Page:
Now over to you, dear reader. I want to challenge you to write your own “buts” list. It doesn’t have to be about career only; it can also be about the desire to learn a new skill, a language, or to keep in touch with friends and family. It’s your list, you decide.
- Start by writing “I wish I could…(insert your dream), but…(insert your reason for not doing it)”. Commit to list at least 5 wishes.
- Read what you have written out loud, and ask yourself how you would feel at the end of your life if you didn’t pursue that wish?
- Two things can happen here; either you say to yourself, “Actually, I thought it was more important, now I see that I can let go of this wish”; or, “I absolutely can’t bear the thought of NOT accomplishing this”; in which case you move on to step 4.
- Start brainstorming how you could work around your “buts” in order to fulfill your wishes. Maybe ask a friend to brainstorm with you – it’s more fun!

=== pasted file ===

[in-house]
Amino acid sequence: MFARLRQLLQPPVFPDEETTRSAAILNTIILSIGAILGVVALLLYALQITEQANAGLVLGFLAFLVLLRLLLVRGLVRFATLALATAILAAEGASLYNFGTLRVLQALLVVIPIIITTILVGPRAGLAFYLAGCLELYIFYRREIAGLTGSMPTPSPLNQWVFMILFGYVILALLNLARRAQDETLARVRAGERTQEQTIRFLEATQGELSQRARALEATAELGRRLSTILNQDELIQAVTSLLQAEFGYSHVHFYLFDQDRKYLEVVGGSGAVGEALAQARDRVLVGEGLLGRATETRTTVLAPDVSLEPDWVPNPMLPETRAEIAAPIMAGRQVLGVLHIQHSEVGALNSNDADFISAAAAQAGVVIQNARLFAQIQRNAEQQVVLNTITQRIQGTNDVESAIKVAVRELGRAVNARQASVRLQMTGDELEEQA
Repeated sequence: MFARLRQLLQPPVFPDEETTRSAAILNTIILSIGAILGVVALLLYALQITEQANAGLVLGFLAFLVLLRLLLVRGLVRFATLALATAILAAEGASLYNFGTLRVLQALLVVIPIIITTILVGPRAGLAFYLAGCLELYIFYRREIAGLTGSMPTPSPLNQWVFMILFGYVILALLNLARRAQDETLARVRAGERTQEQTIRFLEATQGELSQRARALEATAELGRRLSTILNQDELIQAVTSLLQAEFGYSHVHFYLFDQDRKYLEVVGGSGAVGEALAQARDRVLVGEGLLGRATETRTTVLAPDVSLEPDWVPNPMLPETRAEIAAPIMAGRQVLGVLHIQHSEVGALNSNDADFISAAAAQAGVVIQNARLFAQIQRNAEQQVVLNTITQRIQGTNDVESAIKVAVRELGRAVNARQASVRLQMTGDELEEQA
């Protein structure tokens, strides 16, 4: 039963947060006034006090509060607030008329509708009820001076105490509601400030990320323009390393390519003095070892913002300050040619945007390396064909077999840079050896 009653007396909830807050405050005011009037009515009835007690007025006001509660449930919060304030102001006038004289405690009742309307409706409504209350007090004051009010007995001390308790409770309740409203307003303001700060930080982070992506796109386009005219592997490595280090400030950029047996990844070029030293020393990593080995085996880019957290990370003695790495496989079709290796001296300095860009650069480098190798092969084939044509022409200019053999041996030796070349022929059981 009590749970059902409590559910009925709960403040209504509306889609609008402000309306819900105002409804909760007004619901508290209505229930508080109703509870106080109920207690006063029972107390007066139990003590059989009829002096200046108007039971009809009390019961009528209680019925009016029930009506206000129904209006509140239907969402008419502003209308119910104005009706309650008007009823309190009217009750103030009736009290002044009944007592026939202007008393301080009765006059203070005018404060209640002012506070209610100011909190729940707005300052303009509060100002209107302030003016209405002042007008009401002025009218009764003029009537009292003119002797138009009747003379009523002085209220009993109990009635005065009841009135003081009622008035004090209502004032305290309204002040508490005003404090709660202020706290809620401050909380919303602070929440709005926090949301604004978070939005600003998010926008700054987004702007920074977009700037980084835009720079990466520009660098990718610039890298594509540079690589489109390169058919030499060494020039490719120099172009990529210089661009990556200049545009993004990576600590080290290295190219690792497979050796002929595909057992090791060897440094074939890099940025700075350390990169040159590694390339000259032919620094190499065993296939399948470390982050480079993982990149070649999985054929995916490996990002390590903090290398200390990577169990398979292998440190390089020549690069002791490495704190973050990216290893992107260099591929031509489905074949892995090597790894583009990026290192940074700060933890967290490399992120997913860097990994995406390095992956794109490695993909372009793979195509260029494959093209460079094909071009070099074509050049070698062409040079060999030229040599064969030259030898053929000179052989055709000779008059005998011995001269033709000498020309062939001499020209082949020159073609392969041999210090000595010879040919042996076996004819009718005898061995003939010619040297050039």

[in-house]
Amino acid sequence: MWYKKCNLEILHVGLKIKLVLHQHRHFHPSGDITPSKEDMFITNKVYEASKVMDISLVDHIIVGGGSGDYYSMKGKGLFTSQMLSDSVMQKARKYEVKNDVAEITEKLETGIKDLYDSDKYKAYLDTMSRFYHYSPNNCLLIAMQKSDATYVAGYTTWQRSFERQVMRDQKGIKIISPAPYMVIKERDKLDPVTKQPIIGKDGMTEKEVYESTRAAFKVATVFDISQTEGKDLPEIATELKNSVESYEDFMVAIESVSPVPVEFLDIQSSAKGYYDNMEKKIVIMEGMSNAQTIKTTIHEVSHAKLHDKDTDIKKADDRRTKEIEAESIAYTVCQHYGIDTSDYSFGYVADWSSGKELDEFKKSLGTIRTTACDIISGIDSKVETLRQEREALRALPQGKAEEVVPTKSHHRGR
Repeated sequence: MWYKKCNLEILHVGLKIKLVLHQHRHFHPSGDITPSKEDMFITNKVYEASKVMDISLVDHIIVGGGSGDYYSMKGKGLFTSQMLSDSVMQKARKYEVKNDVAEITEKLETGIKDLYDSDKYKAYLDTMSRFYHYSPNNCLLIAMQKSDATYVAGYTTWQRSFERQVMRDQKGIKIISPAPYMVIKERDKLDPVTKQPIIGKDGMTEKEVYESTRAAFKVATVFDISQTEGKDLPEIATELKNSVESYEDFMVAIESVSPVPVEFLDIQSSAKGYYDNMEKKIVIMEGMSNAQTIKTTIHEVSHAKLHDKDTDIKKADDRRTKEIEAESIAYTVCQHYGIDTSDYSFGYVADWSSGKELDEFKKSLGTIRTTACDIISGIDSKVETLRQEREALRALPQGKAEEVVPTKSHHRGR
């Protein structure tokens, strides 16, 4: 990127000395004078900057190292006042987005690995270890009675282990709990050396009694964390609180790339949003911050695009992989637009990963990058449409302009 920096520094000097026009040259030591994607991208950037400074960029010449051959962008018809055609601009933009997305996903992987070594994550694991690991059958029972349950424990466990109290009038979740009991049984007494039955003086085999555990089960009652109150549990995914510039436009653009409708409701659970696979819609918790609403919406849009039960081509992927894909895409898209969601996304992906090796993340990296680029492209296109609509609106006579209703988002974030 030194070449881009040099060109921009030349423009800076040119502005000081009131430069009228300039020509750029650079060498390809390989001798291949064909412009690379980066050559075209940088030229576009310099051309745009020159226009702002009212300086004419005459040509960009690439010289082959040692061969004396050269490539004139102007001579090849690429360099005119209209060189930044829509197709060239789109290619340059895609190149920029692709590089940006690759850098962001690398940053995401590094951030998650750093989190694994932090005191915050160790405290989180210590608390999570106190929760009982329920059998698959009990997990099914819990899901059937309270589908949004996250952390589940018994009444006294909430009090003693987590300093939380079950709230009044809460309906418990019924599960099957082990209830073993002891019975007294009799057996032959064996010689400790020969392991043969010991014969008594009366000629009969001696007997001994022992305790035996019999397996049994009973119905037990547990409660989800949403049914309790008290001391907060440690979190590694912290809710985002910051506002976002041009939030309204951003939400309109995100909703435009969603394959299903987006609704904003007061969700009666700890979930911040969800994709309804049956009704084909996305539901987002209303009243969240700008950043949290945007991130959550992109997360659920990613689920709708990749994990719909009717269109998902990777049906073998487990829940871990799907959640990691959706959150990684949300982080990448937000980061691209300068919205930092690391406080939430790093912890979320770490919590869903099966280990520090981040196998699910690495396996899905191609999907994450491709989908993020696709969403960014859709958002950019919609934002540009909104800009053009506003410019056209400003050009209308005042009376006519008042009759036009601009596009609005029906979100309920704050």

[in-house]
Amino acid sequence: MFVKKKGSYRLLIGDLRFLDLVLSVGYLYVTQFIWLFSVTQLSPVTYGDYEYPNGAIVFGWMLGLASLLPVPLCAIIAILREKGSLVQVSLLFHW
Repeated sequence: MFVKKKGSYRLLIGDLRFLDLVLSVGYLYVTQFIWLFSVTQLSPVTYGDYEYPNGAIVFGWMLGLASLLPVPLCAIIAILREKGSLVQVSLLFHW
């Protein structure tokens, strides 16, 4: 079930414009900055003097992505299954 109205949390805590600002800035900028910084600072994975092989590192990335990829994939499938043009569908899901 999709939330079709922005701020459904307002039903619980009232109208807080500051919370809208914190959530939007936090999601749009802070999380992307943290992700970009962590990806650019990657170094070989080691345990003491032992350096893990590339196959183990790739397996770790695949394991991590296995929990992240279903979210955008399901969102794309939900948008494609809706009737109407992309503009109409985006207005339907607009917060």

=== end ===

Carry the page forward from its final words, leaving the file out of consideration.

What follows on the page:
Good luck, and go for your dreams!
By Karin Andersson Hagelin
Karin Andersson Hagelin is a certified Grief Recovery Specialist® and EFT Tapping practitioner, running her coaching practice in Zürich and online. She is of Swedish origin but has been living in Zurich since 2005. To find out more, follow her page Karin Andersson Hagelin – Life Crisis Coach on Facebook or visit her website www.hagelingriefrecovery.com.
Illustration by Masha Ellis and her daughter*
Masha works as a product manager in the finance industry during the day and dedicates her spare time to art, cooking and her traditional nutrition blog. She is Australian with Ukranian roots and now lives near Lake Zurich with her little girl. To find out more, follow her on Facebook or visit her blog.
*Masha’s talented eight-year-old daughter collaborated with her mum on this delightful illustration.